Brad Betts, impossible dreams and serendipity
When Brad Betts was approached about donating a painting for an auction in Florida, there was a slight hesitation. Very slight. As soon as the reason for asking him to paint and give away a painting that would normally fetch upwards of $7,000 was made clear, he was sold.
This past summer, a boat sailed into Boothbay Harbor with owner Deborah Mellen, her dog Winter, a captain, Will Rey, and first mate Evan Duffy. There were also two three-foot-square pieces of old sails that had needed to be replaced. When the Impossible Dream sailed out of the harbor the next day, one of the squares remained. Now, two months later, that panel of sail is a painting, stretched on a frame, with Brad Betts' signature at the bottom right.
Mellen is a wheelchair user. The Impossible Dream is a 60-foot universally designed, ocean-going catamaran built to accommodate, and be operated by, wheelchair-bound people. The boat has shown thousands of paraplegics and quadriplegics they can do things they hadn't dreamed possible before sailing on it. Its home base is the Shake A Leg organization in Miami, founded by Harry Horgan, also a wheelchair user. Its mission is to help people with mobility disabilities maximize their independence through sailing and other water-based activities.
The Impossible Dream has sailed to Boothbay Harbor twice — once during the summer of 2015, and again this past summer.
During the voyage up the east coast that began in Miami, Mellen and other crew members met with 30 artists and asked each to paint or fashion some type of art, on the three-foot-by-three-foot panels of old sailcloth that were brought along. The finished works would be auctioned off at an event that will take place on Oct. 29 at Shake A Leg's 25th anniversary celebration to raise money for the foundation.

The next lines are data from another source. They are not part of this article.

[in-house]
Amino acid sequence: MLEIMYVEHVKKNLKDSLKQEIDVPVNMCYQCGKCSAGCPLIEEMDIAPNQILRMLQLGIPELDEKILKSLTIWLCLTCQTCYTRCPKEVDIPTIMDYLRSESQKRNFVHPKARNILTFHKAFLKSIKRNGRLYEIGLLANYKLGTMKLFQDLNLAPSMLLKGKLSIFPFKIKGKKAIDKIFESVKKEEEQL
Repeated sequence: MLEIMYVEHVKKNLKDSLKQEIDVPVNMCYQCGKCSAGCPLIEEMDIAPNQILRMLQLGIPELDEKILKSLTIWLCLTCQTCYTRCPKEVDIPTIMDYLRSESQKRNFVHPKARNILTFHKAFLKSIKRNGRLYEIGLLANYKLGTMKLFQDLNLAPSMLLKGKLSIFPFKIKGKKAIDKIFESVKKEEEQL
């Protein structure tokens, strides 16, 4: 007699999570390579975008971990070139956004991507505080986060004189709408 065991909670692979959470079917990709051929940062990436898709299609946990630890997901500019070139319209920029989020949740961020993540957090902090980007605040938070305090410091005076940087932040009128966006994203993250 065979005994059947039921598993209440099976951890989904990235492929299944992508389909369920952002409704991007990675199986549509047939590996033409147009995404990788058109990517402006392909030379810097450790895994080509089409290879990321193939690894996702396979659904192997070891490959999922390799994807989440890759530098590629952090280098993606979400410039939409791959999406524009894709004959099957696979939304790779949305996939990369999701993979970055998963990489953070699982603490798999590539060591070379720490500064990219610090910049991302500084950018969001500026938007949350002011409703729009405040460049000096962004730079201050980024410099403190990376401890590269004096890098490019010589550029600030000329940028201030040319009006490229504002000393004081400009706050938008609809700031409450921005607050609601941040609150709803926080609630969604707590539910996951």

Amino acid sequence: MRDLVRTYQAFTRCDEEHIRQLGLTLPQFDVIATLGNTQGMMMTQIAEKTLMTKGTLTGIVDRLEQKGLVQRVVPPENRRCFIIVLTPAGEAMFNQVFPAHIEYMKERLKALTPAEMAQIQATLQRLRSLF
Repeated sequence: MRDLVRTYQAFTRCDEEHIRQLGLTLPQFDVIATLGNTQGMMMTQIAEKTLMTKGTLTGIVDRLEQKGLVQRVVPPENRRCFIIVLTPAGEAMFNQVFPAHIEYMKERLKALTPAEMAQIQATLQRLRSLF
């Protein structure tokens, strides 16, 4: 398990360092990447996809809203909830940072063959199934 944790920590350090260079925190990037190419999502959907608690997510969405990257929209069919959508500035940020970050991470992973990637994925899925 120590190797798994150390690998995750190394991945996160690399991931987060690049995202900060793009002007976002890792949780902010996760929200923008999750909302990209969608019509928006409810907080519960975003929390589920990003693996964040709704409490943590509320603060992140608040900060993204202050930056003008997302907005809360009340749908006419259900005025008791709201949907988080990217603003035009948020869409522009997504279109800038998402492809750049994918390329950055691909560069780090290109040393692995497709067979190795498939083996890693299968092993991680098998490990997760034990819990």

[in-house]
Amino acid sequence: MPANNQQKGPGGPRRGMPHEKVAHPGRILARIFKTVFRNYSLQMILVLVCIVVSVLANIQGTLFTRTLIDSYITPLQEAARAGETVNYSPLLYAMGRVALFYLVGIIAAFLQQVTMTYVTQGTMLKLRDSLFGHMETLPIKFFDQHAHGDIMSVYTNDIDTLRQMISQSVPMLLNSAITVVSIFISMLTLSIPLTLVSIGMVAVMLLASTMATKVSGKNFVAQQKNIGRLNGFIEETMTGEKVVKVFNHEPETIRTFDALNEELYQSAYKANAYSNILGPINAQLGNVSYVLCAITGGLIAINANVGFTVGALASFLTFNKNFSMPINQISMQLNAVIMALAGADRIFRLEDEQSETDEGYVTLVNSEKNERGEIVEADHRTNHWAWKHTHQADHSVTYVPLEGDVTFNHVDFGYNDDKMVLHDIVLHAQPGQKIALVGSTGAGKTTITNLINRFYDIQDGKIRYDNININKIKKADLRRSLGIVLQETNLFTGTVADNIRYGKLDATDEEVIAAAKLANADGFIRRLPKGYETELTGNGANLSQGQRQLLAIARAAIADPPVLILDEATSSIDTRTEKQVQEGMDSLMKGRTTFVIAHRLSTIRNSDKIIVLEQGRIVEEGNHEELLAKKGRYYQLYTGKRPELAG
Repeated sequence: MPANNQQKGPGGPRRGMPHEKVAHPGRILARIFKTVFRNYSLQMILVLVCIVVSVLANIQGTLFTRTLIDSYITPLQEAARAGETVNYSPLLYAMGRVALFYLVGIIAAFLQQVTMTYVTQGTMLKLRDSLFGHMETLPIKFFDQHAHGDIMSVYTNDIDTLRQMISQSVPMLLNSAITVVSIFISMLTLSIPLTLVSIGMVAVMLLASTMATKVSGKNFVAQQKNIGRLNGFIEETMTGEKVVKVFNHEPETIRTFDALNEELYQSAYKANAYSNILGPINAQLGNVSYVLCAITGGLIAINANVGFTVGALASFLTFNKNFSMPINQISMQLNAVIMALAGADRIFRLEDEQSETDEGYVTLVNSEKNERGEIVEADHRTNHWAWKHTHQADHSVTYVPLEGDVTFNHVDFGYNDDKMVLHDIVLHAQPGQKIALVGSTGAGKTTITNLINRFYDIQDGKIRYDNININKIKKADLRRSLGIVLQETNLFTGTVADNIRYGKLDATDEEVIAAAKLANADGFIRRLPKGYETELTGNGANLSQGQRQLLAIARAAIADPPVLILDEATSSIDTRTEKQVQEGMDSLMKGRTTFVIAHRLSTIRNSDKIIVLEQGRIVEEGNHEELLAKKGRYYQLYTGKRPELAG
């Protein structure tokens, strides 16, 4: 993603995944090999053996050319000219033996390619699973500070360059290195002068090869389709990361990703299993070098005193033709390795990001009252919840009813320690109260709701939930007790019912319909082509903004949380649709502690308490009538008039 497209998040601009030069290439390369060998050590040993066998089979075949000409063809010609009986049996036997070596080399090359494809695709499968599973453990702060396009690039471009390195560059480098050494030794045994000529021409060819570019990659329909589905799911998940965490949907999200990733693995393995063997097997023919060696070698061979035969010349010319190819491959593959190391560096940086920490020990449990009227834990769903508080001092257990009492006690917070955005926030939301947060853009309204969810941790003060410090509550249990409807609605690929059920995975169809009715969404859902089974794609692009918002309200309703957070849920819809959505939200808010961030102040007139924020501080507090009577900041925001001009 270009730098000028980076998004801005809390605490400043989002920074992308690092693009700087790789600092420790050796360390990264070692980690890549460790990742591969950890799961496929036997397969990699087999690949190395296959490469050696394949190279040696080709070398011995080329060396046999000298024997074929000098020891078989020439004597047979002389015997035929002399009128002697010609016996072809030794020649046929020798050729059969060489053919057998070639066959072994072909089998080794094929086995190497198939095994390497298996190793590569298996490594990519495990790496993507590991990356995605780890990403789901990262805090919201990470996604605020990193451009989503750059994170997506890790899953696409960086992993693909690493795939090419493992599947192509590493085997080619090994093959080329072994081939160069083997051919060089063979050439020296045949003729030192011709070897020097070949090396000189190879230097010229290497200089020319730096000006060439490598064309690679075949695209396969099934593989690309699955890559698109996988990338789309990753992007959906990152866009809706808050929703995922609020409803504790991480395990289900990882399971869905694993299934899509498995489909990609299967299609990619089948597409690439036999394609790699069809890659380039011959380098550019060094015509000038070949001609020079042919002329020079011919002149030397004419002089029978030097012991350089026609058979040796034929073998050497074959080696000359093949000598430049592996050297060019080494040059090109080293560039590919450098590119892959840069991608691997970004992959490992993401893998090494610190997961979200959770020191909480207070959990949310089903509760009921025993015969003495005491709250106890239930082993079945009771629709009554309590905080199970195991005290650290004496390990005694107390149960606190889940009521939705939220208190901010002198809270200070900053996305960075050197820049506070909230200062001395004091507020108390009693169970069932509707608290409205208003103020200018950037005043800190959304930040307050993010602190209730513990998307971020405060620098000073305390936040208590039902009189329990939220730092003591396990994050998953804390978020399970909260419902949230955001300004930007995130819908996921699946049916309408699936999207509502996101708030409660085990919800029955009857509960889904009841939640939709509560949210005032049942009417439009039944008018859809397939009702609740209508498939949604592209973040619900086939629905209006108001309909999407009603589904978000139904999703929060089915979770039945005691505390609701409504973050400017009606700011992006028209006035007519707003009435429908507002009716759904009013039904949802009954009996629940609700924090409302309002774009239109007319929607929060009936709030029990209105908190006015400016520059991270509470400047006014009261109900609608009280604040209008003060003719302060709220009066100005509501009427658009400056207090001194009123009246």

Brad Betts was the artist chosen from the Boothbay area.
On Oct. 29, the Art of Sail exhibit, curated by Dave McCauley of Rise Up Gallery will feature the paintings and other forms of art done by Betts and the 29 other artists selected to participate.
Known for his seascapes and local scenes, Betts was asked to participate because of his artistic talent, but it appeared that serendipity had a part in it, too. In 2004, Betts was asked to help a quadriplegic, Stephen Libby, learn to paint — using his mouth. Initially the artist declined. He was busy with two young sons and getting his art career started, and it was a daunting prospect.
A few days later, Libby called him and asked him to give it a shot. Betts relented.
“I had preconceptions of what it would be, but we started painting, and it was so much better than I thought it would be,” he said. “Stephen was patient and determined. He had been a sketch artist before becoming disabled. What I thought would be very hard to do was really very easy.
“It was a life-changing experience for me. He's the one who ended up helping me. He changed the way I paint. He taught me patience and he taught me determination. My career, that I was so worried about at that time, just started to flow more smoothly.”
Together, the artists created a new kind of palette — on a tripod, designed so that the wheelchair could roll up to it. Even with his limited mobility Libby was able to do everything he needed to, unassisted.
Thanks to Betts’ help, Libby was accepted into an organization he had been dreaming of becoming a part of — Mouth and Foot Painting Artists. Handicapped people are selected through a rigorous jury selection. Note cards, prints and calendars are printed from members’ paintings, and the artists are able to make money from the sales.